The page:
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Given the sinusoidal function

$$f(x) = a \cos(n x + b) + c,$$

if I know $f(x_1)$, $f(x_2)$, $f'(x_1)$ and $f'(x_2)$ is it possible to determine $a, b, c$ and $n$, with $x \in [0,\tfrac{2\pi}{n})$

Edit: put bounds on $x$ so that only one complete cycle is considered.

Edit 2: Current progress:

Let $p = p'/n$ and $x = x'-p'$ then

$$f(x) = a \cos(n x') + c$$

and

$$f'(x) = -an\sin(n x') + c$$

Let $x_2 = x_1 + w$, then we have

$$\frac{f'(x_2)}{f'(x_1)} = \frac{-na \sin(nx_1' + nw)}{-na \sin(nx_1')}$$ $$ = \cos(nw) + \frac{\sin(nw)}{\tan(nx_1')}$$

Rearranging, $$x_1' = \frac{\tan^{-1} \left( \frac{\sin(nw)}{\frac{f'(x_2)}{f'(x_1)} - \cos(nw)} \right)}{n}$$ which gives $p$ from before $(p = (x_1'-x_1)/n)$.

I'm most interested in finding $n$ so even if $a$ and $c$ can't be found it woudn't matter. Perhaps the above can be rearranged to give $n$?

Edit 2: Answered own question below.

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I believe it is possible, as we have four equations and four variables. Whether or not such a solution is trivial is not an easy question, and the answer is probably no, as my Mathematica is still frantically searching. Also note that there are infinitely many solutions if there is one, $b, b+2\pi{}, b+4\pi{}, \cdots$. –  George V. Williams Jan 12 '13 at 1:51
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Yikes, I'm having no luck with mathematica either. Given n, it seems to solve it easily, but, something must be wrong, because the resulting solution doesn't depend on $x_1$... f[x_] := a Cos[n x + b] + c; soln = Simplify[Solve[{f[x1] == av && f'[x1] == bv && f[x2] == cv && f'[x2] == dv}, {a, b, c}]] –  NeuroFuzzy Jan 12 '13 at 2:20
    
Thanks, especially for the Mathematica code - I have a copy but didn't know how to enter it in. I have updated to put the usual bound on $x$. –  geometrikal Jan 12 '13 at 2:41

2 Answers 2

There are trivially many solutions if $n$ is not known.

e.g. consider $f'(x_1) = v$, $f'(x_2) = -v$, $f(x_1) = f(x_2) = 0$ where $x_1 = -x_2$.

Then we have

$$ a = \frac{f'(x_1)}{-n\sin(n x_1)}$$ $$ b = 0 $$ $$ c = -a \cos(n x_1) $$ $$ n < \frac{\pi}{2 |x_1|} $$

which will satisfies the constraints.

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Your question leads to the solvability of $\mathbf{F}(\mathbf{x},\mathbf{y})=0$ where $$\mathbf{x}=(a,n,b,c),$$ $$\mathbf{y}=(f_{1},f_{2},f'_{1},f'_{2}),$$ and $$\mathbf{F}(\mathbf{x},\mathbf{y})=\left[\begin{array}{l}a\cos(nx_{1}+b)+c-f_{1}\\a\cos(nx_{2}+b)+c-f_{2}\\-an\sin(nx_{1}+b)-f'_{1}\\-an\sin(nx_{2}+b)-f'_{2}\end{array}\right]. $$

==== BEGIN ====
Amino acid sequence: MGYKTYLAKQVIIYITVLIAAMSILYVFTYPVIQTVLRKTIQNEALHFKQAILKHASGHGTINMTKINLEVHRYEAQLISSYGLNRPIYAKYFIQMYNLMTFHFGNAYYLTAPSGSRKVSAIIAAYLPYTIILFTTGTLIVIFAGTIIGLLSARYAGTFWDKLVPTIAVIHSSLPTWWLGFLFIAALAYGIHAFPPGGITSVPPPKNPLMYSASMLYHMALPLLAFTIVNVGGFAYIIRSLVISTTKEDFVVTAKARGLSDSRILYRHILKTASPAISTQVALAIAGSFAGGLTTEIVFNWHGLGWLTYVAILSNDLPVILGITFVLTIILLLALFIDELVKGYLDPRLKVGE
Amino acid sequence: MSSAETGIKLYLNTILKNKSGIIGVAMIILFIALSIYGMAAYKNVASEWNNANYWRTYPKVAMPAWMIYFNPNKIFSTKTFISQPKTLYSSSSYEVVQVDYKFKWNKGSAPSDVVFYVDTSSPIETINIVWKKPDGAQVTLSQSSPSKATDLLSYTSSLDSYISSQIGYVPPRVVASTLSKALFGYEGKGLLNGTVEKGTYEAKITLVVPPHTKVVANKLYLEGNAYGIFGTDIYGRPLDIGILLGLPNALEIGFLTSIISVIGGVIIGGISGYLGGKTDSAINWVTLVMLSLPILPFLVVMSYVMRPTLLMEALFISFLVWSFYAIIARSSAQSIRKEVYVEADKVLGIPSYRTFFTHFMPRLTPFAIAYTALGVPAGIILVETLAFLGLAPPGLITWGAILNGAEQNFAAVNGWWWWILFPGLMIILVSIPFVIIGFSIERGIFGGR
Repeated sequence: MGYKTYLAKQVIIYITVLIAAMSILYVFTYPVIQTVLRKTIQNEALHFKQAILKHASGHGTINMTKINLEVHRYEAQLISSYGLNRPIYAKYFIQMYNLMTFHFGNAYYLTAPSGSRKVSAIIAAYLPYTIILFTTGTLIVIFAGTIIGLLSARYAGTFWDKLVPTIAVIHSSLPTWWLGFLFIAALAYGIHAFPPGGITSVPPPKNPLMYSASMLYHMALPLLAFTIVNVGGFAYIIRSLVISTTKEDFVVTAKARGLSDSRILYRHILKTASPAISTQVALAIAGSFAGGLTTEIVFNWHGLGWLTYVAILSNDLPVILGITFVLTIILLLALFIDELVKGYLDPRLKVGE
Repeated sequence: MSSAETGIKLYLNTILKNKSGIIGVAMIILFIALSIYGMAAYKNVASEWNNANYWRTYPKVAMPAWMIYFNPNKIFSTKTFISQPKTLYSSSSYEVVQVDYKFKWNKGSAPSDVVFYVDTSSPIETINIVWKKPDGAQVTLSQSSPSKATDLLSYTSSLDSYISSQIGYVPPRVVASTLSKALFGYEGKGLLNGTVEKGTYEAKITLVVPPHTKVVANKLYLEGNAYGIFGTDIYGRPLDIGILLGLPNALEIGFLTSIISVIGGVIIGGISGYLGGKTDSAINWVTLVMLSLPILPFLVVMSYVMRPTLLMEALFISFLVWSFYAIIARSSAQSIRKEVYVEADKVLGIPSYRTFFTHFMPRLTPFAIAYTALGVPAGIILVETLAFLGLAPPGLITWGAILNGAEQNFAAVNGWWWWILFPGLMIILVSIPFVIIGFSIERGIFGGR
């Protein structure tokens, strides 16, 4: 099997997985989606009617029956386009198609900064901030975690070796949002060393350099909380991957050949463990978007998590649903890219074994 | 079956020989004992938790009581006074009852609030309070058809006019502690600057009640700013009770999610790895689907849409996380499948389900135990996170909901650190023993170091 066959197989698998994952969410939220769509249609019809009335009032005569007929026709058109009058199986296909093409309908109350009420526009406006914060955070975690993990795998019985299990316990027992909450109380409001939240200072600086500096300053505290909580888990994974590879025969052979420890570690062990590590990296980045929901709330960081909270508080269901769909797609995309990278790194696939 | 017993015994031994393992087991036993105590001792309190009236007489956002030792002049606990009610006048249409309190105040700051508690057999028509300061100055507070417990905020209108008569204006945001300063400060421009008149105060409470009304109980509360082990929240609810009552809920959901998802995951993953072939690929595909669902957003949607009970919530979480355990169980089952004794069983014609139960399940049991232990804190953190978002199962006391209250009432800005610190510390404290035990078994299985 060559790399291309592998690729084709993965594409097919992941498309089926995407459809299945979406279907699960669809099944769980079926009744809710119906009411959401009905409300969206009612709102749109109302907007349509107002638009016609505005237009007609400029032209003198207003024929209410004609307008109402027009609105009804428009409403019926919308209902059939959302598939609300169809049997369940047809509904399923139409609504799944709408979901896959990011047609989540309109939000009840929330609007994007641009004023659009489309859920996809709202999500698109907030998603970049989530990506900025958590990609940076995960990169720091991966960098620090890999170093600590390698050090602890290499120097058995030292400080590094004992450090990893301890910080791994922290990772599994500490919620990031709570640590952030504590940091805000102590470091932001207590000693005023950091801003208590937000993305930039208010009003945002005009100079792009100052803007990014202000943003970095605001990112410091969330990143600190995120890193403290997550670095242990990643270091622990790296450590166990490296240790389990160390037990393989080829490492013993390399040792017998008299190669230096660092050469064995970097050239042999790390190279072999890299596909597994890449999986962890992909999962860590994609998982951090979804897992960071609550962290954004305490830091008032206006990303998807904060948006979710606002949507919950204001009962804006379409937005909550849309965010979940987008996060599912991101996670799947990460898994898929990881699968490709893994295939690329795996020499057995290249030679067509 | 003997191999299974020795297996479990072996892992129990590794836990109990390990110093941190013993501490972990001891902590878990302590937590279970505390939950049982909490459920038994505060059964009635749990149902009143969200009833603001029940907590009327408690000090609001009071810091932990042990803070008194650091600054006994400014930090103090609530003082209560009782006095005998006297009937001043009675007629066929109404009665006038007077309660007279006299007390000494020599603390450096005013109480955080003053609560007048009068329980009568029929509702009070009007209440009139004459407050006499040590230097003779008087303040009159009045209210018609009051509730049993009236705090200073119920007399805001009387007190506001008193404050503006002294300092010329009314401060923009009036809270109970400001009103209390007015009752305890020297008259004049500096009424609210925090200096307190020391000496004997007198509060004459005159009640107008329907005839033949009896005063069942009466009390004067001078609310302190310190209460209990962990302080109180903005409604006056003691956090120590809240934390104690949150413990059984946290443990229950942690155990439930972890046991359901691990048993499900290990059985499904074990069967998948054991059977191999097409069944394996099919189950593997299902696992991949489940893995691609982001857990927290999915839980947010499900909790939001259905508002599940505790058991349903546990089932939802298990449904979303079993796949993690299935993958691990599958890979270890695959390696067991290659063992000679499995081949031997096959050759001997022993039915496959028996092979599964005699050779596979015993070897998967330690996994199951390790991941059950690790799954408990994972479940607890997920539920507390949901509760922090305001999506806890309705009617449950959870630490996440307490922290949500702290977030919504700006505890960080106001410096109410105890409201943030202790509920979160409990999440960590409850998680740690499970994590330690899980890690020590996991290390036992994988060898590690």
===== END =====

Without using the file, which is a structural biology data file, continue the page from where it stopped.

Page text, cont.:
So whenever $$\det J\mathbb{F}(a,n,b,c)=\left|\frac{\partial(F_{1},F_{2},F_{3},F_{4})}{\partial(a,n,b,c)}\right|\neq0,$$ it will follow from the implicit function theorem that the 4-tuple $(a,n,b,c)$ is solvable in terms of the given parameters $(f_{1},f_{2},f'_{1},f'_{2})$, and this will give you the desired sinusoid (note that $\mathbb{F}$ is continuously differentiable with respect to $\mathbb{x}$, so the Jacobian exists, only that its non-vanishing needs to be verified for some $\mathbb{y}$).

On the other hand, from a practical point of view, solving the non-linear system does not appear to be easy in general. A numerical method like Newton iteration could be used though if you actually needed to calculate the parameters, but it doesn't sound like this is what you're after.

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Thanks @JTian, I'm most interested in finding the value of $n$. I'm hoping for an analytical solution. –  geometrikal Jan 12 '13 at 3:33
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It's not typical that you can just express one of the variables you're trying to solve for in a non-linear system as a single analytic expression in terms of everything else. It's certainly not the case here as your attempts show (unfortunately, there is no way that $n$ can be isolated in that expression you currently have). Your best bet is to solve the system numerically. It is possible to interpolate a set of points using a trigonometric polynomial (whose formula is quite explicit), but the superposition of sinusoids is in general not a sinusoid (unless the frequencies are equal). –  Taylor Martin Jan 12 '13 at 4:07
    
Thanks, JTian. Actually you've touched on what I am trying to do. I'm trying to find a numerical method of finding the maximum of a real trigonometric polynomial of degree n, sampling at equidistant points no more than $\pi / n$ apart to ensure only one local maxima would occur between the points. I have the coefficients of each sinusoid used in the polynomial, so can easily work out derivatives. I've tried fitting a bezier curve given the 2 points and their derivatives, and now this sinusoid. There are a few iterative methods I've seen, but I'd like something that gives a good first guess. –  geometrikal Jan 12 '13 at 10:45

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